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The American Consumer is Not Okay

NEW HAVEN – The spin-doctors are hard at work talking up America’s subpar economic recovery. All eyes are on households. Thanks to falling unemployment, rising home values, and record stock prices, an emerging consensus of forecasters, market participants, and policymakers has now concluded that the American consumer is finally back.

Don’t believe it. First, consider the facts: Over the 21 quarters since the beginning of 2008, real (inflation-adjusted) personal consumption has risen at an average annual rate of just 0.9%. That is by far the most protracted period of weakness in real US consumer demand since the end of World War II – and a massive slowdown from the pre-crisis pace of 3.6% annual real consumption growth from 1996 to 2007.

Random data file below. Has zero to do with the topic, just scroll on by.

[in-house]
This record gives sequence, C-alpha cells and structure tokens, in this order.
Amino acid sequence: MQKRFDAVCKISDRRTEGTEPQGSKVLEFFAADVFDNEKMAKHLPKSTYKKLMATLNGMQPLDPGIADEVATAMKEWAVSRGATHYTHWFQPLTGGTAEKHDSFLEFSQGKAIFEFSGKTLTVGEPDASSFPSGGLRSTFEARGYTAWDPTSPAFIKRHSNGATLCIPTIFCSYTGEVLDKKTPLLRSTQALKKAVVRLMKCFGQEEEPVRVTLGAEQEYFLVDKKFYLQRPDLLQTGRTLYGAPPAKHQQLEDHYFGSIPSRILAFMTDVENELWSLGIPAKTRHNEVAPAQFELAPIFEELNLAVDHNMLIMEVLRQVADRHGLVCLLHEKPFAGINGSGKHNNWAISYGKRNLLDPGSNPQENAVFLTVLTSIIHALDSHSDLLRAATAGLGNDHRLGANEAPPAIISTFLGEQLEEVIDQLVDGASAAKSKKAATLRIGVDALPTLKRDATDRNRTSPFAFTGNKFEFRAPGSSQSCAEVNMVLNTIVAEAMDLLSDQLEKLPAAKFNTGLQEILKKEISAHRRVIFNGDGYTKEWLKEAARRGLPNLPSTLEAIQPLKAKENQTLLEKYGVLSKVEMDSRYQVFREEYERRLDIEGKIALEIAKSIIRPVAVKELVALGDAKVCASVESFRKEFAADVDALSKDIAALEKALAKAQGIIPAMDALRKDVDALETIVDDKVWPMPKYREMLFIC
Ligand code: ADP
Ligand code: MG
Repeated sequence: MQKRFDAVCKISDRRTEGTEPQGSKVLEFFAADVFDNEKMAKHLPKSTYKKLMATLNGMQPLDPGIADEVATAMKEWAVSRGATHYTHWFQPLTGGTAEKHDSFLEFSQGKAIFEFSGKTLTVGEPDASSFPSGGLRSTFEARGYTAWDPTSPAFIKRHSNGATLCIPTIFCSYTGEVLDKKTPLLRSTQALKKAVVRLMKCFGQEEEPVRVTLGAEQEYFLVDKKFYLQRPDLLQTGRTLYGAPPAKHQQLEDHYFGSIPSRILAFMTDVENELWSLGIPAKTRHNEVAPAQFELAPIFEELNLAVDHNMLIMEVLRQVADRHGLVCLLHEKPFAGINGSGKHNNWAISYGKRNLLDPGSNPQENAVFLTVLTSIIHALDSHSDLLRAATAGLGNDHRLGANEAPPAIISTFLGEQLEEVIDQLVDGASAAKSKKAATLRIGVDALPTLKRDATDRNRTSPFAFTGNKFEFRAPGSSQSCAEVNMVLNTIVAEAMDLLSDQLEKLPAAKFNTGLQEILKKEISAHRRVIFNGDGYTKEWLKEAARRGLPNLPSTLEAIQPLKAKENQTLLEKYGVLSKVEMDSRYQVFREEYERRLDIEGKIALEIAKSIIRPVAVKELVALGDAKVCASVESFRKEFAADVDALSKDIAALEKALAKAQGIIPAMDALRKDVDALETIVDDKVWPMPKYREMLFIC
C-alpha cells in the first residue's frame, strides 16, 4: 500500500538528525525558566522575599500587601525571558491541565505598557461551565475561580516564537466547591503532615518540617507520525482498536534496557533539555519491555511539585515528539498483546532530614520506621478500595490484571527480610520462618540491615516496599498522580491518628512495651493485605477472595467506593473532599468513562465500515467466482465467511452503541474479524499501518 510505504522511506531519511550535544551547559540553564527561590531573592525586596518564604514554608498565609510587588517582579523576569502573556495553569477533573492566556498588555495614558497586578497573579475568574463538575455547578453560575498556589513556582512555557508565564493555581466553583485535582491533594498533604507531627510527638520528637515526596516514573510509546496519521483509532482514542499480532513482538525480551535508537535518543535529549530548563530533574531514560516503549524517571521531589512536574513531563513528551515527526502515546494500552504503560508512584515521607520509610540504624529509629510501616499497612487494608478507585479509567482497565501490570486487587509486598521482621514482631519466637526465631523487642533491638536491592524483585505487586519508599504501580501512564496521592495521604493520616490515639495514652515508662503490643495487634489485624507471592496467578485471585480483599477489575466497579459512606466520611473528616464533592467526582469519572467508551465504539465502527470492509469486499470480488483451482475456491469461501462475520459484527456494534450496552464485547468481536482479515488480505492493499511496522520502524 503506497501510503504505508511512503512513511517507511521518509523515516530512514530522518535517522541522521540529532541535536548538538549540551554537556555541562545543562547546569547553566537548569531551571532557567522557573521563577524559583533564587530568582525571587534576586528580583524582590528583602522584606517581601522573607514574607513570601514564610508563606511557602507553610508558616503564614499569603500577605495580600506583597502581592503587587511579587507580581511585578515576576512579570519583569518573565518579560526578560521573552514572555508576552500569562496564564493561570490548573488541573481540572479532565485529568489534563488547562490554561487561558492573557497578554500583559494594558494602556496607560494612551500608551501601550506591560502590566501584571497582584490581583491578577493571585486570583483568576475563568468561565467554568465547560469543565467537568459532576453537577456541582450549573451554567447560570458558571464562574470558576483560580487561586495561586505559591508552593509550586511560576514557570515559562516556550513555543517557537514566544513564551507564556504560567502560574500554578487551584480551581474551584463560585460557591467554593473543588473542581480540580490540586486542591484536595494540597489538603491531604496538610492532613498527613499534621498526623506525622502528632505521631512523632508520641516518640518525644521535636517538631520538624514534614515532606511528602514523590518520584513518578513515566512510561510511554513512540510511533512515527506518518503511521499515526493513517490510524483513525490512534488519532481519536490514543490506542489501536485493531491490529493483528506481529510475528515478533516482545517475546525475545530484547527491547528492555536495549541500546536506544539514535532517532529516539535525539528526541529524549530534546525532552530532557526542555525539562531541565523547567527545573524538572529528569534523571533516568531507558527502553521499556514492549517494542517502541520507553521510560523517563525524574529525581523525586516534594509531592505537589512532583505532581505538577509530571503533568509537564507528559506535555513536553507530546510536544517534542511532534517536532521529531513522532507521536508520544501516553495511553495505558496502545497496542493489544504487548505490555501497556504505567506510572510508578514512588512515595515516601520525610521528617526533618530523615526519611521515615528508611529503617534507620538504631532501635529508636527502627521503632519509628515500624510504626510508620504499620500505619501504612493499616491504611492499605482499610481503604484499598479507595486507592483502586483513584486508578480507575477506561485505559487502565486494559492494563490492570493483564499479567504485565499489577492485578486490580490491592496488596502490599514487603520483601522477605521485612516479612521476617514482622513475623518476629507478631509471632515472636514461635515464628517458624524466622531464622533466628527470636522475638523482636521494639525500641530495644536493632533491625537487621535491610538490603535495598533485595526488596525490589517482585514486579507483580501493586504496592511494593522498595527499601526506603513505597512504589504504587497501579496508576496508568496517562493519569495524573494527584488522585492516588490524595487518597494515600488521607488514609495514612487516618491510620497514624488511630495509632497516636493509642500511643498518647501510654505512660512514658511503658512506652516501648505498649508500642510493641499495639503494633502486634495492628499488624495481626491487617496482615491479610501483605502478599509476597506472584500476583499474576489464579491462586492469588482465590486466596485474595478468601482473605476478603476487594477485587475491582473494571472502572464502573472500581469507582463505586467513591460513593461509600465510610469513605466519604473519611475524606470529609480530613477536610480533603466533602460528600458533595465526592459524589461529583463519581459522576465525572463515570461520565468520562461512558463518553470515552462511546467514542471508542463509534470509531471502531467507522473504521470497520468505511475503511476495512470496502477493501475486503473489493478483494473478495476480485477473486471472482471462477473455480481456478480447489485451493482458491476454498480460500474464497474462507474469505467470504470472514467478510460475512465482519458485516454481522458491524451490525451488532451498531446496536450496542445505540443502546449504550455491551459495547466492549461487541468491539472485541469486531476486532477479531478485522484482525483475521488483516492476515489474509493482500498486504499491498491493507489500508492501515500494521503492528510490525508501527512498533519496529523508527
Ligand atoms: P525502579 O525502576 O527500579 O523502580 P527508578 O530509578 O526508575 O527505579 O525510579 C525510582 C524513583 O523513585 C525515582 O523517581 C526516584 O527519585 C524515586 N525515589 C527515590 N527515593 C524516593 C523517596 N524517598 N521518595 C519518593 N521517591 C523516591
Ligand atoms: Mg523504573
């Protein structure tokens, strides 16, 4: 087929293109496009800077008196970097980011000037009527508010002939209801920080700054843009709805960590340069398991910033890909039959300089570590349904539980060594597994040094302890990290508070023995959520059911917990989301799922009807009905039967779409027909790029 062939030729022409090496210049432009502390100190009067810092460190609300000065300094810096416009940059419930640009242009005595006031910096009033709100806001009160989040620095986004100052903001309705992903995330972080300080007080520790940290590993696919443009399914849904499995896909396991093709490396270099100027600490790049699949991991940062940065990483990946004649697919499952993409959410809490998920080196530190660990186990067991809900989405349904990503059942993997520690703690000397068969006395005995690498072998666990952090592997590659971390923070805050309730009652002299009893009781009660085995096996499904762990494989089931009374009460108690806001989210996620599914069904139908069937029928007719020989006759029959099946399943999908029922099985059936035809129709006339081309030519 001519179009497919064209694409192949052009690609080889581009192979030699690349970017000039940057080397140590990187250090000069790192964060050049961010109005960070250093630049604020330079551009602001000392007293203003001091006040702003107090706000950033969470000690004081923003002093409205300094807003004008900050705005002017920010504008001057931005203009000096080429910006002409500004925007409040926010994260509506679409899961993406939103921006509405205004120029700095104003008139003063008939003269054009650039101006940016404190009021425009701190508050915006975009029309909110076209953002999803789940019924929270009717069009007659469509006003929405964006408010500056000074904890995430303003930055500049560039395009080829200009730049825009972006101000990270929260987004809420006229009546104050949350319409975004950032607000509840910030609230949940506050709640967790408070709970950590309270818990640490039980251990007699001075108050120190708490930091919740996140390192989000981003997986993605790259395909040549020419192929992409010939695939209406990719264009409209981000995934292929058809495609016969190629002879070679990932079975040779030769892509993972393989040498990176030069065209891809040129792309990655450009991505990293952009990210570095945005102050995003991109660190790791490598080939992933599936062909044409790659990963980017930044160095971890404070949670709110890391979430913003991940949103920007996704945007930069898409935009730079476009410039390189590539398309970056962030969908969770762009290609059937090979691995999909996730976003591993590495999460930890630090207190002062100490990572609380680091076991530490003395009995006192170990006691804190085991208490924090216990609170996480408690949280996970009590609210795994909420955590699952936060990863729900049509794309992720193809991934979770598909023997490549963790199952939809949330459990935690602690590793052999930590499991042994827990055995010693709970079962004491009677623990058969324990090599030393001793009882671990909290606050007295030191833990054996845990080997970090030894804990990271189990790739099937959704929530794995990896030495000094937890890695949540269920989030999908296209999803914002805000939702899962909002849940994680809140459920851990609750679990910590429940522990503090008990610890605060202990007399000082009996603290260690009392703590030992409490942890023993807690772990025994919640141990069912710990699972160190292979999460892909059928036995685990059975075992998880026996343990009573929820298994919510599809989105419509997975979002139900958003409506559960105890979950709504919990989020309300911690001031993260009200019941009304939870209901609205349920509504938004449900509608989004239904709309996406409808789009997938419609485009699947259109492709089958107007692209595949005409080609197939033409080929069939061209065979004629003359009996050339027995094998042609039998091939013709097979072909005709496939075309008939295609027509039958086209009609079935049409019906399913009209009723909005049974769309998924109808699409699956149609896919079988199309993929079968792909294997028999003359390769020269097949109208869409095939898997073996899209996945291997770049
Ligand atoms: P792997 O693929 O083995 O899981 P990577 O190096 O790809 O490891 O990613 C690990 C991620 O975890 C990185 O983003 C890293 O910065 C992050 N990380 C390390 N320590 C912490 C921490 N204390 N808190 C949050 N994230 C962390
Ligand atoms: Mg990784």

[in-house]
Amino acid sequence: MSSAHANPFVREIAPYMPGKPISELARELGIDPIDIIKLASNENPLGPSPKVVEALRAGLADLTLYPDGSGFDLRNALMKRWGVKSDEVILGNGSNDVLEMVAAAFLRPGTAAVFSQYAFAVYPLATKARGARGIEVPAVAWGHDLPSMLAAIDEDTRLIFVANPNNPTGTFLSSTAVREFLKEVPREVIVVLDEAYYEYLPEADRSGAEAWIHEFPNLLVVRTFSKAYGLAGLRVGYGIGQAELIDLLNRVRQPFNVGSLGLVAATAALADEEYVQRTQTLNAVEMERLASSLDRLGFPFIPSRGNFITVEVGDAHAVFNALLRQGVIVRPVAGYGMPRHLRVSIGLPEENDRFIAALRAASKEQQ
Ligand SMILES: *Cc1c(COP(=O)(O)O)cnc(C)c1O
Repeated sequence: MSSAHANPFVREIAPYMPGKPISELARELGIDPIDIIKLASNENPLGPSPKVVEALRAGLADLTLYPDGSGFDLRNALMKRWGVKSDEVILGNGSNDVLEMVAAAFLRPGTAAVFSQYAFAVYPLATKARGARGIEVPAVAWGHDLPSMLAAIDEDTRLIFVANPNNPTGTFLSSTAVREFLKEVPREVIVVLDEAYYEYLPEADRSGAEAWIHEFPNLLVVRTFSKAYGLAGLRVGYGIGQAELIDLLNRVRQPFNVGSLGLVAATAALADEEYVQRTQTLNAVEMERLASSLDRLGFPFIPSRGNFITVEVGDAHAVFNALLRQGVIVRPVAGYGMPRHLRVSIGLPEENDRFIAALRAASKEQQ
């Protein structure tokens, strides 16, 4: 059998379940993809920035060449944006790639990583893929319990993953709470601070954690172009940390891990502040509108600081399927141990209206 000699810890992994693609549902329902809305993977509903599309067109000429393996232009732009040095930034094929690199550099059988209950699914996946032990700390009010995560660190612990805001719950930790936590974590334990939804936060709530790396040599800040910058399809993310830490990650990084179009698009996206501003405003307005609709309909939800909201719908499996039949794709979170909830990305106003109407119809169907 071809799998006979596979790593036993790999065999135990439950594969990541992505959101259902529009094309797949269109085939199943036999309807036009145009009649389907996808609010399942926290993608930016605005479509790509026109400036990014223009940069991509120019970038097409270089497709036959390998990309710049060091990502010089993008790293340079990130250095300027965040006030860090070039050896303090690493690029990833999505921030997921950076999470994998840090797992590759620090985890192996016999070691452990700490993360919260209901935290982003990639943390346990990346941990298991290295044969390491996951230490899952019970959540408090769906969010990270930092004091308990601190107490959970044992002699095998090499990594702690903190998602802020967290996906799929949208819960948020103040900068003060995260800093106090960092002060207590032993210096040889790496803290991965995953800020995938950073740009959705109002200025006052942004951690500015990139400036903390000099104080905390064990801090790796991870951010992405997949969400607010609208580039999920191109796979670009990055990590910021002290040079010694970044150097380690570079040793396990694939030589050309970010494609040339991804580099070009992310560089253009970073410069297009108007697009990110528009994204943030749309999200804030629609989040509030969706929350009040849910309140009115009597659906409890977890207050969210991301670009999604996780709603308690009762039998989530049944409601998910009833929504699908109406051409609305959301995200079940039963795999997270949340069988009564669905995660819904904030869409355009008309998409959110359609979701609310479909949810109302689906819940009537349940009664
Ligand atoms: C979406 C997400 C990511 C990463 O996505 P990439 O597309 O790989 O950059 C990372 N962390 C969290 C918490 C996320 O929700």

With household consumption accounting for about 70% of the US economy, that 2.7-percentage-point gap between pre-crisis and post-crisis trends has been enough to knock 1.9 percentage points off the post-crisis trend in real GDP growth. Look no further for the cause of unacceptably high US unemployment.

To appreciate fully the unique character of this consumer-demand shortfall, trends over the past 21 quarters need to be broken down into two distinct sub-periods. First, there was a 2.2% annualized decline from the first quarter of 2008 through the second quarter of 2009. This was crisis-driven carnage, highlighted by a 4.5% annualized collapse in the final two quarters of 2008.